Towards the end of August Ecocash reported that they had since shut down at least 1000 Ecocash agent lines. This was done after having investigated illicit dealings that had been done through those agent lines involving the overcharging of rates for cash-outs. The issue of selling cash has been and still is a heavily debated subject with so many opinions being aired by the public. There has been a general outrage against Ecocash as being the sole cause of the cash selling problem but it is not as simple as that. There are so many angles to look at this issue from and in this article I will touch on some interesting sentiments from the public.

Must Ecocash Admit That They Are Also Responsible For This Prevailing Problem?

Recently Strive Masiyiwa expressed his sentiments regarding the Ecocash agents’ debacle through his Facebook page. He highlighted that Ecocash is not a currency – that it is simply a mechanism that money moves through. He pointed out that the cash in question belongs to the agents. He also underscored that Ecocash does not print money either physical or electronic. He said that it is the reserve of the central bank to supply and ensure there are enough banknotes in circulation. He also posed a question where he asked, ‘How does Econet police 50000 agents?’

From all these remarks it is apparent there some sense in them but most people are having problems with his tone of sounding like Ecocash does not share in the blame. Some people have been saying that Ecocash is responsible somehow because these agents work under them. Thus based on that arrangement Ecocash should also be held to account. Some people even feel that Ecocash is being insincere because the overcharging that is being done for cash-outs actually benefits them big time.

A lot of people are saying Ecocash has to be blamed also; imagine that some people are now making huge amounts of money without any form of production. For instance, you have ZWL$100 in Ecocash and you can only get about half of that because maybe the rate is at 50%. Some are arguing that the agents buy their cash on the parallel market so they have no choice but to charge such rates in order to realize profits. That is why at the end of the day Ecocash seems defiant that they are not the problem, to begin with. Though some feel that both the central bank and Ecocash must have by now jointly come up with a way to police and address the challenge.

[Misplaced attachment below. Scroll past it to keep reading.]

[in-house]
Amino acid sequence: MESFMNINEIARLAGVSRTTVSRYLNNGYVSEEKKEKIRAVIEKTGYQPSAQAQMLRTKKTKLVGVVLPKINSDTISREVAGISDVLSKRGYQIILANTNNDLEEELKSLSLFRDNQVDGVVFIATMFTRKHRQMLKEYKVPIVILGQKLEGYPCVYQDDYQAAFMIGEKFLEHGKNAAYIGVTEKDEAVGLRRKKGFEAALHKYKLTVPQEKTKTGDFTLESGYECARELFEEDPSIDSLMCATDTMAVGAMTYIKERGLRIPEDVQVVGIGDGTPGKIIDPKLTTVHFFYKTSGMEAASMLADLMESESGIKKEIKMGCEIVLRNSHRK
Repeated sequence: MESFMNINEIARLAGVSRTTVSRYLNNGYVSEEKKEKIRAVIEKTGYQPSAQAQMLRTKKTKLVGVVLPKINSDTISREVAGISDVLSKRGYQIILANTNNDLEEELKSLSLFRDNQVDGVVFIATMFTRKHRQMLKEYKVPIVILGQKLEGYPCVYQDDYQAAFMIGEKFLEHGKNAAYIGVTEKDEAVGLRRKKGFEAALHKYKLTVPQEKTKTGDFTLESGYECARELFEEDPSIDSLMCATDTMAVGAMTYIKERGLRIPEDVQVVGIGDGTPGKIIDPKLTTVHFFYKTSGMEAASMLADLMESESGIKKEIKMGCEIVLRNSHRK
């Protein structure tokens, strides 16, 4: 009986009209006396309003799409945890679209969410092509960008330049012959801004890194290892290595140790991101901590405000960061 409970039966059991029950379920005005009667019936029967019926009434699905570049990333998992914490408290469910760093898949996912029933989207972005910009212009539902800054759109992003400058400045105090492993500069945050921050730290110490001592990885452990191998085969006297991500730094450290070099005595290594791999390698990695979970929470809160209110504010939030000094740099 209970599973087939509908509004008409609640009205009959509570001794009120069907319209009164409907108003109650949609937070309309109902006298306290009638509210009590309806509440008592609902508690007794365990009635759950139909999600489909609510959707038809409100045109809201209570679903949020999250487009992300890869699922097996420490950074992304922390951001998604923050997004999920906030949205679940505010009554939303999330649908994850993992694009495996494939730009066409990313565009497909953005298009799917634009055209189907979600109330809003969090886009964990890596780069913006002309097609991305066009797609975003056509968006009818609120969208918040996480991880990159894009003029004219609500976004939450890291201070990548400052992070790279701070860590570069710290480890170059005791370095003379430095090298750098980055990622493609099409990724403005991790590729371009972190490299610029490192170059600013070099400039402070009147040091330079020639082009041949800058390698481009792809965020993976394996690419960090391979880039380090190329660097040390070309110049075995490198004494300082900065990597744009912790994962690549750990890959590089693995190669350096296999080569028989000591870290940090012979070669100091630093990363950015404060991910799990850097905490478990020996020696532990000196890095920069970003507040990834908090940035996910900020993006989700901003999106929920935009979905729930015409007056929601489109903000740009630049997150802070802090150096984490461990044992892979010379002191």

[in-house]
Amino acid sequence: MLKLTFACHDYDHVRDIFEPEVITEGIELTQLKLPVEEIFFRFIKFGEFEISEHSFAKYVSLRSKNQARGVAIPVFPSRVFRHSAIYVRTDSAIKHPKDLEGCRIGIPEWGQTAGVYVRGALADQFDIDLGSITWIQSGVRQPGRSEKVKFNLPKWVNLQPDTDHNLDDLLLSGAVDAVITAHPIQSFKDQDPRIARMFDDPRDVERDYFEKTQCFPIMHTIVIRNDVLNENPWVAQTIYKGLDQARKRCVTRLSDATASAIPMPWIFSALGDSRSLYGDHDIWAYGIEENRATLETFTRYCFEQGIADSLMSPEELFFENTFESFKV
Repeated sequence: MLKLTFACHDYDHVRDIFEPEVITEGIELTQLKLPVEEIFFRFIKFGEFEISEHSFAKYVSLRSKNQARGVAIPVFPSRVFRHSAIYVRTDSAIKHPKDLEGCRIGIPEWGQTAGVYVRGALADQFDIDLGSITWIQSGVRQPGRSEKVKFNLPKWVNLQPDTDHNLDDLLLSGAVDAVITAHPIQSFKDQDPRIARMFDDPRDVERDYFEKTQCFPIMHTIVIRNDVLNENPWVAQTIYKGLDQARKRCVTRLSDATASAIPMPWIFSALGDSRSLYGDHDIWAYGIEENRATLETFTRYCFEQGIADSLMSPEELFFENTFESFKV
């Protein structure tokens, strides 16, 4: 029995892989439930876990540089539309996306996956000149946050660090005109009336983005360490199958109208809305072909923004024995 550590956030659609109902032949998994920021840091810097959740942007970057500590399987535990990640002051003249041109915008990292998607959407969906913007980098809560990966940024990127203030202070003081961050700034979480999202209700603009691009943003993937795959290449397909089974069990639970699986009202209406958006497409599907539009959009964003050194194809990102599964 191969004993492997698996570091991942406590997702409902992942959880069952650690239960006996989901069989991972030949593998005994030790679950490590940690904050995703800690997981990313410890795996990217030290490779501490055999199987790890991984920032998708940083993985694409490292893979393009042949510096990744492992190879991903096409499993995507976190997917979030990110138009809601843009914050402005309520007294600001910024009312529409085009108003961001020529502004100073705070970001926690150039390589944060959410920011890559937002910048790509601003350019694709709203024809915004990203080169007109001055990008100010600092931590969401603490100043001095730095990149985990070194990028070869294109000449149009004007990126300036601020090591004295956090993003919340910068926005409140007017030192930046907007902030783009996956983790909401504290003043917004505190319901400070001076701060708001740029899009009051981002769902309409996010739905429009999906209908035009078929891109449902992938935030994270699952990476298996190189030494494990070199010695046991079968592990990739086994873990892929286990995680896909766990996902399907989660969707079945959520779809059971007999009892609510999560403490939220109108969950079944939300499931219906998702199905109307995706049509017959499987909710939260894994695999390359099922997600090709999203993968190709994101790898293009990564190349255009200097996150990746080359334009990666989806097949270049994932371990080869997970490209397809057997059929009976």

Should The Central Bank Print More Cash?

Under normal circumstances, people should get cash from banks of which those banks should get their cash from the central bank. This brings us back to the point that the central bank should print more banknotes to allay the cash shortages currently being experienced. Of course, there are always fears of pushing inflation up by printing more money but someone suggested an ingenious framework. The central bank gets to print more banknotes but they do not necessarily add to the current money supply per se. Rather, banks get the cash in exchange for their RTGS balances with the central bank. Depositors then can access cash for their RTGS balances and the cycle goes on like that. Since it is apparent that the central bank is reluctant to print enough cash to supply the market it seems there are possible reasons why. Here is some of what people have had to say regarding those possible reasons:

The Infamous 2% Intermediated Money Transfer Tax (IMTT)

The success of the 2% tax heavily relies on the widespread use of electronic transactions to conduct business. If cash becomes readily available people will not have to do as many electronic transactions as now. Actually the cash shortages seem to have been promoted to force people to do electronic transactions more. The more those electronic transactions are done the more 2% tax can be collected by the central bank.

The Relief Might Be Short-Term

Some people feel that even if the central bank were to print more cash right now the relief would be short-lived. This rationale behind this is that locally people do not have a keen interest in electronic money. Coupled with the 2% tax there is a general lack of confidence in the banking system and also the local currency. So printing more cash will simply keep its demand high since people would rather prefer to do cash transactions. Cash transactions involve less or zero charges plus they eliminate the 2% tax. Another issue is that when cash is made more available players on the parallel market will horde it to create artificial shortages so as to increase its value (which keeps tumbling). Someone even suggested that printing more money might offer relief for at most just 3 months after which things will go downhill again.

The bottom line is that there are multiple factors leading to the selling of cash. The biggest challenge in Zimbabwe is that the fundamentals of sound economic and monetary policy are not being upheld. We still have an economy that is largely an importer because there are seriously low levels of production. We have a porous and questionable local currency whose adoption came under a series of debatable circumstances. The nation is always characterised by several statutory instruments and there is of course unchecked government expenditure. If these and more fundamental aspects are not addressed then cash selling will always stick around. The sad thing being that blaming Ecocash will not really solve anything. Actually if it were not for Ecocash the local situation could have even been worse off than it is.